5 crucial steps for cooking THE perfect steak

Even the least technically gifted chefs know the importance of being able to cook a good steak. It is a rite of passage after all. And while each individual might tend to a personal set of rules, there are some cardinal directions that one simply cannot overlook. They are…

1. To season and sit
Remove your steaks from the fridge, pour olive oil over both sides and then season generously with salt and pepper. (Dousing with oil first will help the seasoning stick.) Allow the meat to sit out for about 20 minutes, so as to come up to room temperature. This way, it will cook more evenly. NB, sea salt flakes are an absolute must.

2. Use the right equipment
Two words: cast iron. To get the best tasting steak, it needs to have a good ‘crust’ and the best kind comes from a cast iron skillet. Our favourite is the Lodge Square Grill Pan from Studio of Tableware. As the meat cooks to a crispy outer layer, it picks up a deeply savoury, caramelised flavour that you might not ever recover from. Investing in a good pan is imperative.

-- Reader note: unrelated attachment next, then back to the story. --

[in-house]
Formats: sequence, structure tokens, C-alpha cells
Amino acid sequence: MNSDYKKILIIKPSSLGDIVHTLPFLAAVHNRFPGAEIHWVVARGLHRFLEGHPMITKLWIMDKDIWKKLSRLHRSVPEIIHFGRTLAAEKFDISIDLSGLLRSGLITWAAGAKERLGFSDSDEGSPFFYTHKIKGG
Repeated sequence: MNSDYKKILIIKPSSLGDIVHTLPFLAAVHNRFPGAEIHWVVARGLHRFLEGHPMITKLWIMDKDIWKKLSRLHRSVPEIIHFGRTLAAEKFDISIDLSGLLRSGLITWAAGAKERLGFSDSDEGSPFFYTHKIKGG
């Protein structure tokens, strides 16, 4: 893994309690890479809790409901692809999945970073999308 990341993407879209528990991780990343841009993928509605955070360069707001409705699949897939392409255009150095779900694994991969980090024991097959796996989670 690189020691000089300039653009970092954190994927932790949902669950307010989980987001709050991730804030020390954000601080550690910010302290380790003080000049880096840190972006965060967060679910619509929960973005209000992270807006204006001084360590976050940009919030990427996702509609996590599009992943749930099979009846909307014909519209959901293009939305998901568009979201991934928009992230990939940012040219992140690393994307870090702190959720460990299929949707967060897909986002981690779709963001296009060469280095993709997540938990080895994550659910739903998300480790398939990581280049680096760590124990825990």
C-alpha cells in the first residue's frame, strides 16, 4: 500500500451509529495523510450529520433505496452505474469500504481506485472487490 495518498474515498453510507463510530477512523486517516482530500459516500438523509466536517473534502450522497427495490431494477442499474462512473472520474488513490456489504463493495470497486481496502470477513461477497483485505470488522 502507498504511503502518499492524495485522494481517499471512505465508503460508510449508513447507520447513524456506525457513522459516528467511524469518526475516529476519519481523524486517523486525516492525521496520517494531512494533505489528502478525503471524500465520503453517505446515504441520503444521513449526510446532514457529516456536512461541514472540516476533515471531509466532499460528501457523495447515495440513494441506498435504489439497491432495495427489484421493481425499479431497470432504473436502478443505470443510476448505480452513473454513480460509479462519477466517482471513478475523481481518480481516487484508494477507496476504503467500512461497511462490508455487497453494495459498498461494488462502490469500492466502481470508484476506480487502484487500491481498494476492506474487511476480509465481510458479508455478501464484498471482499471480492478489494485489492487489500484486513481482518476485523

Lodge Square Grill Pan

3. Butter her up
Again, we come to the matter of the crust. In pursuit of said deep golden outer hue, a generous amount of butter is involved. Heat the pan until it is very hot, add a couple of tablespoons of oil before adding a sizeable knob of butter. The oil will help prevent the butter from burning.

4. The act itself
Throwing a steak into a pan of sizzling hot (but not burning) butter should incite a true sizzle. If not, the game is already over. And no matter what your dad might have taught you, it’s vital to remember: thou shalt not cook a steak for the same amount of time on each side. Once your steak has hit the grill, resist the temptation to touch it until it has cooked for five minutes on one side. Then turn it over before cooking for three. Of course, if you prefer your meat to be anything other than medium rare, adjust accordingly.

5. Let it be
Once removed from the skillet, slather your steaks in fresh herbs and butter (alternatively, we suggest a slice of Lewis Road Creamery’s, Sean Connolly-formulated steak butter). Leave to rest for at least five minutes before serving them with the flavour filled, buttery juices.

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